The rationale is that it will help convince the International Civil Aviation Organization (ICAO or OACI in French) to continue operating from our fair city, this after an audacious attempt by the Qatari government to convince the UN body to move its operations to the Persian Gulf state last year.
We need to keep in mind that Qatar withdrew its bid after a roughly week-long (and uncharacteristic) lobbying blitz orchestrated by the Federal Tories (with considerable cooperation from the then separatist government of Quebec) that ultimately resulted in a near unanimous decision by ICAO’s member nations to refuse the unsolicited Qatari proposal outright.
Kudos on a job well done. It just goes to show that with the right motivation even the most diametrically opposed governments can cooperate fully to achieve a common goal. It’s clear to everyone concerned ICAO is better off staying in Montreal where it provides about 500 ‘big league’ jobs to our city’s knowledge economy, not to mention an immeasurable amount of global clout. That ICAO is located in Montreal says something about our city. In my eyes, it says we’re a safe bet, a solid investment, the kind of city where the world comes together.
Based on the response to Qatar’s push, I’d argue the world knows and appreciates this as well. Quite frankly I’d be astonished if the international community permitted ICAO to be moved to an absolute monarchy where dissent is punishable by life sentences and where hundreds of thousands of South Asian migrants are worked to death building sports stadiums in de facto slavery.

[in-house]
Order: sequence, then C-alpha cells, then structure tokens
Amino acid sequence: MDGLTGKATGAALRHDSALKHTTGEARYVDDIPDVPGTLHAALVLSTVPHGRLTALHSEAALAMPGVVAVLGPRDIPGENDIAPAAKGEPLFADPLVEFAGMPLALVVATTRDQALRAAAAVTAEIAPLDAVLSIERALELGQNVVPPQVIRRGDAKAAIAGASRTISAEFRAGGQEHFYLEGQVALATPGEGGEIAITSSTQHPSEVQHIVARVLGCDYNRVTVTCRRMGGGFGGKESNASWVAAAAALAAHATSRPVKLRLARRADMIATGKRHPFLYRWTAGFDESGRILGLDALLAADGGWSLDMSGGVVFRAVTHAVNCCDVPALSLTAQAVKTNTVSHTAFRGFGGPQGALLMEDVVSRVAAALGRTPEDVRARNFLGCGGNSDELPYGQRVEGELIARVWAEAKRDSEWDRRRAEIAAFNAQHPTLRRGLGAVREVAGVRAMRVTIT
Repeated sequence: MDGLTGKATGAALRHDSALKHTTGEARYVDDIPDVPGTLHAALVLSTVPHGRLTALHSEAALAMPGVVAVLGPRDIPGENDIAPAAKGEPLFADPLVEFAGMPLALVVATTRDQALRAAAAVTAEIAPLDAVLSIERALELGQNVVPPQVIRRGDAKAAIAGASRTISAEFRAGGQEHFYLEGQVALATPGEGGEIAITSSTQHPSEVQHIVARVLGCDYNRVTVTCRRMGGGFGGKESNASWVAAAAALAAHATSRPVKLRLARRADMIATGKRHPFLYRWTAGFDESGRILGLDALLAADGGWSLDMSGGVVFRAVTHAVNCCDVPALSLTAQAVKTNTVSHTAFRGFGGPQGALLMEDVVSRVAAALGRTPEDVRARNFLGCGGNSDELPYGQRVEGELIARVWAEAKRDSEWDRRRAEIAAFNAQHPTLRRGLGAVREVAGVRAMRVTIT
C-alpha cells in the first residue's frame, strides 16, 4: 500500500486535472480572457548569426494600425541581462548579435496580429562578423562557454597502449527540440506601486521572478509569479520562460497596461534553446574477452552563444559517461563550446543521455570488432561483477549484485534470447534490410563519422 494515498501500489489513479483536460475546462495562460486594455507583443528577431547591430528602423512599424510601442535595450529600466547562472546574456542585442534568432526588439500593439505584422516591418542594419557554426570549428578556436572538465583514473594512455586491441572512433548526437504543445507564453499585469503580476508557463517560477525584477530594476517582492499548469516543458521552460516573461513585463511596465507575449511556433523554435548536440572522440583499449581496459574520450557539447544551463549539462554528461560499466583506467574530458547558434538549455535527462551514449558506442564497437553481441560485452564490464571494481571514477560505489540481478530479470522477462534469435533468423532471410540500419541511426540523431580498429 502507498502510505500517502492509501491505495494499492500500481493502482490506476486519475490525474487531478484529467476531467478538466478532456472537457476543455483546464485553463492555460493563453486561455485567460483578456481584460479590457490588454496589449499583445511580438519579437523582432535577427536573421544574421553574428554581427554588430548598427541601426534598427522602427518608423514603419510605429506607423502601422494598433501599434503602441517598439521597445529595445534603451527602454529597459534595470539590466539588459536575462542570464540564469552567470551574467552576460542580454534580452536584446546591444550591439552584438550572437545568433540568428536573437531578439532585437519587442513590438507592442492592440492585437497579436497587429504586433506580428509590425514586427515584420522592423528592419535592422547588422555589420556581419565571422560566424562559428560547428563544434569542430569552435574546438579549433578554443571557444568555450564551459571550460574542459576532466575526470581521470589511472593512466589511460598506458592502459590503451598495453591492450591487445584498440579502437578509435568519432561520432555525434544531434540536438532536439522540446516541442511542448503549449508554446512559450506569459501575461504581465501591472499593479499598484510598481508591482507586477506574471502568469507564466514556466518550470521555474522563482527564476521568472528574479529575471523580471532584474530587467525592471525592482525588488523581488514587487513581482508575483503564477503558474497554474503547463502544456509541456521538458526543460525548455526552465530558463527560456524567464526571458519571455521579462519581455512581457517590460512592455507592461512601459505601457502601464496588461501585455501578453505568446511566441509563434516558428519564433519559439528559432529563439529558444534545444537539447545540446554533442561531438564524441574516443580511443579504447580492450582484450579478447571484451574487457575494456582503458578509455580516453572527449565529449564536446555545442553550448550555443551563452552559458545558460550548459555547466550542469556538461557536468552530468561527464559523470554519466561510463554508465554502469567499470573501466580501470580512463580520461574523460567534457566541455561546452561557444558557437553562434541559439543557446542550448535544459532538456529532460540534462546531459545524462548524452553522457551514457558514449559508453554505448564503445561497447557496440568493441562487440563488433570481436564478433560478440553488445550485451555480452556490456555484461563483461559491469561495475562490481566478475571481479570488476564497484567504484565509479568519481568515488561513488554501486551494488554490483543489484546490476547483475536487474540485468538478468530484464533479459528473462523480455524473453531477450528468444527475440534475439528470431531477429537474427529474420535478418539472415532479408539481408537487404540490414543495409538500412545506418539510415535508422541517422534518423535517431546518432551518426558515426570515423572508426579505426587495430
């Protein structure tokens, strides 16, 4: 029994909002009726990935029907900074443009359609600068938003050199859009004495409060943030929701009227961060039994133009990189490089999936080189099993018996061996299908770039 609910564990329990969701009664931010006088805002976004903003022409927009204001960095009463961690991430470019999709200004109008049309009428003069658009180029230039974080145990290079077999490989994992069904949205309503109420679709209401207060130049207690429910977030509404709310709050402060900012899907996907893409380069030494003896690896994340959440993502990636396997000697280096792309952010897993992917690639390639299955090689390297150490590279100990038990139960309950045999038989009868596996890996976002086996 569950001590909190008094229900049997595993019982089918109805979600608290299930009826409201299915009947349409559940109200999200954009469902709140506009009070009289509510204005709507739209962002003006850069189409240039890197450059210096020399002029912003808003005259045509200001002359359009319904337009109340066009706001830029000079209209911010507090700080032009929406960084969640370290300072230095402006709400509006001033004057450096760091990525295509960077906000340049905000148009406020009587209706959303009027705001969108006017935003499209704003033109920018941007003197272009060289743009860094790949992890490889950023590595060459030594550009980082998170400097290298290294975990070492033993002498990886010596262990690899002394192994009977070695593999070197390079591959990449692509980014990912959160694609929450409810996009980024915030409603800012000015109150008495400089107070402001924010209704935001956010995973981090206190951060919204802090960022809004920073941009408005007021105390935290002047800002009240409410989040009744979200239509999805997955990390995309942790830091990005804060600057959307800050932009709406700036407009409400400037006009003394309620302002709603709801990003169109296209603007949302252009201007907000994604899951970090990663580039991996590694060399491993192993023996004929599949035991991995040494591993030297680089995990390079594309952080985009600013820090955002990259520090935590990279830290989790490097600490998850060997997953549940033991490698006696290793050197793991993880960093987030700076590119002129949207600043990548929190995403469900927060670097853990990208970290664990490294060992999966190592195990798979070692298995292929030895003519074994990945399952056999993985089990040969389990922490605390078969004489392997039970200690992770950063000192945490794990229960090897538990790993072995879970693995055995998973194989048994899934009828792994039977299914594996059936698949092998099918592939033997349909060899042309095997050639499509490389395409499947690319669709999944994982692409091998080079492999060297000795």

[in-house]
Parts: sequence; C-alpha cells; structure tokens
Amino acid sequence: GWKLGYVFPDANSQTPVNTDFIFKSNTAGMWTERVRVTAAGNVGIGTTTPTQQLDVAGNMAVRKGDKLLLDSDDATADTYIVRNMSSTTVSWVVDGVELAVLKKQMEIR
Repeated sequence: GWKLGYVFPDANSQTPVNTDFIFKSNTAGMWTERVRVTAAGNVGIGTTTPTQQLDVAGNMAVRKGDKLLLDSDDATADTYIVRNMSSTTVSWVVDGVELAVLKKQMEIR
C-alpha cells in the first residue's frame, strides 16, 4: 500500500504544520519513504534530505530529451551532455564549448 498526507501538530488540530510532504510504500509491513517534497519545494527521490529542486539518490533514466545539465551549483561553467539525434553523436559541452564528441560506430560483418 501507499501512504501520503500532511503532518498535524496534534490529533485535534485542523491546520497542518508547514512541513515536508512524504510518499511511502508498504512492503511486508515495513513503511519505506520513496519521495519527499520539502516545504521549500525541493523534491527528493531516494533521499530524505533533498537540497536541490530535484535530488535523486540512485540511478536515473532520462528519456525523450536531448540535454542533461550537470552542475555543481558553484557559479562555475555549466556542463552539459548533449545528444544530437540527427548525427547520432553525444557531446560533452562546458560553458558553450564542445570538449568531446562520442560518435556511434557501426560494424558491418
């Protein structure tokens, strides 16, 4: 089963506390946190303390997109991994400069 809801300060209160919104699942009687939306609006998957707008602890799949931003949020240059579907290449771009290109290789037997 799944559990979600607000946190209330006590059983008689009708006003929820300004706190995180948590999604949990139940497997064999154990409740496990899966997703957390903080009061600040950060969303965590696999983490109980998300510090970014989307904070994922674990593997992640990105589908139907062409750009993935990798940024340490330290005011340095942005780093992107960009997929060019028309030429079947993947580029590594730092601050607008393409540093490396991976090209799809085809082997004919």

Say what you will about the quality of our construction industry here in Montreal, at least we don’t use slave labour.
It wouldn’t be quite as bad if the STM were to instead select a certain number of stations and solicit the public for suggestions on how they should be renamed. In doing so, not only would they have directly engaged with their clientele, but they would ultimately get a greater value for the money they’ve allocated to new printing.
Keep this in mind – the printing costs will remain about the same even if a dozen stations were to be renamed.
So with that in mind let me put it to you – what stations would you rename?
Also, if I recall correctly, the Gay Village merchant’s association has proposed changing Beaudry station’s name to ‘Beaudry-Le-Village’. I’d prefer it simply be renamed Le Village.
I’d also like most of the religious station names, like Assomption or Pie-IX to be renamed, and I’m not too keen on First World War French generals (De Castelnau) or battle sites (Namur, Verdun) either.
Anyways – let me know what you think; which stations would you rename and why?
Not exactly the kind of news regular users of Montreal’s public transit system want to hear, but it looks like the city’s public transit agency is facing a budget shortfall of $20 million, and this apparently is going to result in service cuts – the first since the late 1990s despite increased usage. The city recently tabled it’s 2014 budget, which includes $12.5 million for the municipal transit agency, but this apparently isn’t enough to keep up current service rates according to STM President Philippe Schnobb.